M830 //an some o the members of staff found that very disconcerting to begin with,//
F829 //[laugh]//
M830 "Whaur's me coffee?", when I should say, "Whaur's my coffee?",
F606 [laugh] yeah.
M830 "Me an me wife", instead o //"my wife", it's just a//
F829 //Yeah.//
M830 sorta slight, but it's just that kinda, an the way we pronounce "AN" at the end o words instead of "ING" for present participle //kinda things, like "hingan",//
F606 //uh-huh//
F829 //uh-huh//
M830 "hingan", an sorta reverse the //"i" "a" bit! [laugh].//
F606 //Yeah [laugh]//
F829 //[laugh] yeah.//
M830 but [inaudible] it's just wee bits like that that I'm aware o folk noticin.
F606 mmhm
M830 Some o the kids in class say, "Oh, you're pronounce that wrong", which is quite nice; //it means they've noticed, they know//
F606 //[inaudible]//
F829 //[inaudible]//
M830 how to spell it ken, an pronounce it correctly, that's
F606 mmhm
M830 [laugh]
F606 Do you teach any Orcadian literature or anything?
M830 //I have done.//
F829 //Well,// //George Mackay//
F606 //Yeah.//
M830 //Yeah, George Mackay//
F829 //certainly.//
F606 //Yyeah uh-huh.//
M830 //Brown and, and// that's the core one because my, my main interest would be would be poetry and eh that's obviously where people start with Orkney literature, it tends to be George Mackay Brown
F606 mm
M830 an then they move outwards into various others, but, because Dave is interested in poetry and Orkney poetry, I've been feedin him //various obscure Orkney poets [laugh],//
F606 //[laugh]//
M830 Robert Rendall //writes//
F606 //mmhm//
M830 in Orkney dialect, a lot o dialect poetry
F606 Yeah.
M830 from
F829 [inaudible] isn't it? //Is that what you're talking about, the [inaudible]?//
M830 //mm, no that's a different farm.// That's the mainland, Robert Rendall's eh Westray.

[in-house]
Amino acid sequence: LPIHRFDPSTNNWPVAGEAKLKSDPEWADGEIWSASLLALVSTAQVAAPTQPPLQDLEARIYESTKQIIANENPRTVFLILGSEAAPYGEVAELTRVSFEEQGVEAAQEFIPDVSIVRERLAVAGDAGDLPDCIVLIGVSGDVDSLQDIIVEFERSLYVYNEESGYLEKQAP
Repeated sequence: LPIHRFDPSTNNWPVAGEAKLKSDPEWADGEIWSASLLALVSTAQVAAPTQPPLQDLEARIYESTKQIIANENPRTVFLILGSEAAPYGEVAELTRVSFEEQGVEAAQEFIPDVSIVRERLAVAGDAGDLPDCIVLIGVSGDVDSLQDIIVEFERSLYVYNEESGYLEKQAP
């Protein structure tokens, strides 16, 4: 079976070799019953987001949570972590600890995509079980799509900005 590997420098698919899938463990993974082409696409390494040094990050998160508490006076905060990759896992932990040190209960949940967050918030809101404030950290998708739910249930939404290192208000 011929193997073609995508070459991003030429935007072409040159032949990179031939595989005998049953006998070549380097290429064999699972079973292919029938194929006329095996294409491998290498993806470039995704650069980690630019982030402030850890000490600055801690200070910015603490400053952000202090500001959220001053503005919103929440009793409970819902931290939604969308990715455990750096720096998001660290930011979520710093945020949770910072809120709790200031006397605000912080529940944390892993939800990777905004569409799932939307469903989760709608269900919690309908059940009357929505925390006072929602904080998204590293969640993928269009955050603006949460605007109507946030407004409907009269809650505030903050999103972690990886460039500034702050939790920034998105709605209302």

F606 //uh-huh//
F829 //och yeah.//
M830 But eh, no I'm, I don't know. When I was workin at the university a bit I, I did a course on Orkney literature specifically then //about literature//
F606 //mm//
M830 and landscape an the portrayal of the islands through history in both an that was, that was interesting, //weel for me, I don't know what the students, they, they kind- [laugh] they might o yawned a fair bit but//
F606 //[laugh]//
F829 //[laugh]// //Yeah.//
F606 //uh-huh//
M830 but no I'm, I don't know, the curriculum doesnae really support that kind o localised stuff in the way you'd want it to, you can do it in first and second year but as ye move up intae Standard Grade and Higher it //kinda expects more//
F606 //mmhm//
M830 //canon,//
F829 //Standard text.//
F606 //mm//
M830 //more of the canon, yeah.//
F829 mm
M830 And the universities would expect the kids to have the background in the canon rather than, //it's that, it's that sense of//
F606 //Yeah.//
M830 that, although all universities now have Scottish Literature departments, they seem to be developing that
F606 mmhm
M830 still there's this, it feels like a niche market for some people.
F606 uh-huh //[laugh]//
M830 //[laugh] That's an awful thing to say,// it is, but it, you know, you've got parents who come in an go, "Well why's he doin this when he could be doin //Shakespeare", they always//
F606 //Yeah, Shakespeare.//
F829 //Yeah.//
M830 wheel out Shakespeare despite the fact they hate it. //Parents hated it,//
F606 //Yeah [laugh].//
M830 the grandparents hated it, you try an offer them somethin else and they go, "Whaur's the Shakespeare?"
F606 Yeah. Yeah it's the same with speaking Scots, //isn't it, that//
M830 //That's right,// you gotta do Burns, //[laugh]//
F606 //uh-huh//
F829 //Yeah.//
M830 Well it is, it's the same as speakin Scots, you do Burns in January an then the rest o the year there's virtually no nod in the direction of the language o the place ye live in.
F606 //mmhm//
F829 //No.//
M830 It's terrible!
F606 mm
M830 We hiv, have you come across 'The Kist'? //Yeah, we use that,//
F606 //Yes, yeah.//
M830 I use that every year, and I think Dave uses it too, //an it's amazing//
F606 //mmhm//
M830 how little the kids understand oot o it, //although they speak it//